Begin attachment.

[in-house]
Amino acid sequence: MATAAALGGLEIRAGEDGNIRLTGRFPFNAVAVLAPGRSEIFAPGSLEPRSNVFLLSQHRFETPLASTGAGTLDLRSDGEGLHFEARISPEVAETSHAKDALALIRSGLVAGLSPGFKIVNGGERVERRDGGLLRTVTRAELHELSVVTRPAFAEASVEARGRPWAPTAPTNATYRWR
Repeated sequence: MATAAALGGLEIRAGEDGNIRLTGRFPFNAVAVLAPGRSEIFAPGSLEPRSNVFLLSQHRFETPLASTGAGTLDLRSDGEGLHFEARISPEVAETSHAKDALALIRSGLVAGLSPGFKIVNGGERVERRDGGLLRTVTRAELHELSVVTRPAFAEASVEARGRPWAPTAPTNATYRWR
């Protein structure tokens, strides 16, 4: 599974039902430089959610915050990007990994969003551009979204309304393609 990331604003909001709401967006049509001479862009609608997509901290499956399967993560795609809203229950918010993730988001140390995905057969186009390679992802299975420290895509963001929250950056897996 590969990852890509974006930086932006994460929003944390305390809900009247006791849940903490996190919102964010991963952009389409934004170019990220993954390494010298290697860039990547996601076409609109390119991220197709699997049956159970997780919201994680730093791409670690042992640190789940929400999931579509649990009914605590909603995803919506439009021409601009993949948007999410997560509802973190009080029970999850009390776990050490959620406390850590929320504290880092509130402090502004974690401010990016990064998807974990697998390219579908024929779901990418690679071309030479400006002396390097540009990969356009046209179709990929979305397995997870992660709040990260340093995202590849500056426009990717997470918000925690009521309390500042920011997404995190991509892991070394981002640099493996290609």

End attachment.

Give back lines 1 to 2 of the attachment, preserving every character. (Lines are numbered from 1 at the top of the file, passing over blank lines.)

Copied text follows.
[in-house]
Amino acid sequence: MATAAALGGLEIRAGEDGNIRLTGRFPFNAVAVLAPGRSEIFAPGSLEPRSNVFLLSQHRFETPLASTGAGTLDLRSDGEGLHFEARISPEVAETSHAKDALALIRSGLVAGLSPGFKIVNGGERVERRDGGLLRTVTRAELHELSVVTRPAFAEASVEARGRPWAPTAPTNATYRWR